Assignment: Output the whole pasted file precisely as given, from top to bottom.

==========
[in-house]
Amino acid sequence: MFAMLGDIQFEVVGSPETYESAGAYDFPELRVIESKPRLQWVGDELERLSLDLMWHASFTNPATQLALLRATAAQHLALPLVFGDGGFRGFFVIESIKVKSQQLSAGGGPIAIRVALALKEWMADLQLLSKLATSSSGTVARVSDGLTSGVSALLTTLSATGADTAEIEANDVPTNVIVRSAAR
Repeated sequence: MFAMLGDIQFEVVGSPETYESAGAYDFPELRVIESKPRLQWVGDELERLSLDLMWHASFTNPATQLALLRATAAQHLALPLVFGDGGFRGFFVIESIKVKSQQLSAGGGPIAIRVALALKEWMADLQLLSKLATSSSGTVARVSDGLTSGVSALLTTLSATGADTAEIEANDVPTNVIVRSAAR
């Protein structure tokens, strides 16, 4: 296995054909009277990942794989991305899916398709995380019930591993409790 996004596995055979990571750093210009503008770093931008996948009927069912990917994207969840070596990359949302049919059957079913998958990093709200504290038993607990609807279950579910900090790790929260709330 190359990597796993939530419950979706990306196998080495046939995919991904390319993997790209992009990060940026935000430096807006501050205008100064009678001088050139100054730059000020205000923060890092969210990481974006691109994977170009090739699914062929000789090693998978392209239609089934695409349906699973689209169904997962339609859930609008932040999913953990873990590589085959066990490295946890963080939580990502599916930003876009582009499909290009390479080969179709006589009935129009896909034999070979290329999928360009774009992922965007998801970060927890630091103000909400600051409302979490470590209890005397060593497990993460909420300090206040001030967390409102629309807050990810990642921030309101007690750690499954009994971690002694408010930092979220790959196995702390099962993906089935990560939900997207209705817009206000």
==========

[in-house]
Amino acid sequence: MFAMLGDIQFEVVGSPETYESAGAYDFPELRVIESKPRLQWVGDELERLSLDLMWHASFTNPATQLALLRATAAQHLALPLVFGDGGFRGFFVIESIKVKSQQLSAGGGPIAIRVALALKEWMADLQLLSKLATSSSGTVARVSDGLTSGVSALLTTLSATGADTAEIEANDVPTNVIVRSAAR
Repeated sequence: MFAMLGDIQFEVVGSPETYESAGAYDFPELRVIESKPRLQWVGDELERLSLDLMWHASFTNPATQLALLRATAAQHLALPLVFGDGGFRGFFVIESIKVKSQQLSAGGGPIAIRVALALKEWMADLQLLSKLATSSSGTVARVSDGLTSGVSALLTTLSATGADTAEIEANDVPTNVIVRSAAR
């Protein structure tokens, strides 16, 4: 296995054909009277990942794989991305899916398709995380019930591993409790 996004596995055979990571750093210009503008770093931008996948009927069912990917994207969840070596990359949302049919059957079913998958990093709200504290038993607990609807279950579910900090790790929260709330 190359990597796993939530419950979706990306196998080495046939995919991904390319993997790209992009990060940026935000430096807006501050205008100064009678001088050139100054730059000020205000923060890092969210990481974006691109994977170009090739699914062929000789090693998978392209239609089934695409349906699973689209169904997962339609859930609008932040999913953990873990590589085959066990490295946890963080939580990502599916930003876009582009499909290009390479080969179709006589009935129009896909034999070979290329999928360009774009992922965007998801970060927890630091103000909400600051409302979490470590209890005397060593497990993460909420300090206040001030967390409102629309807050990810990642921030309101007690750690499954009994971690002694408010930092979220790959196995702390099962993906089935990560939900997207209705817009206000």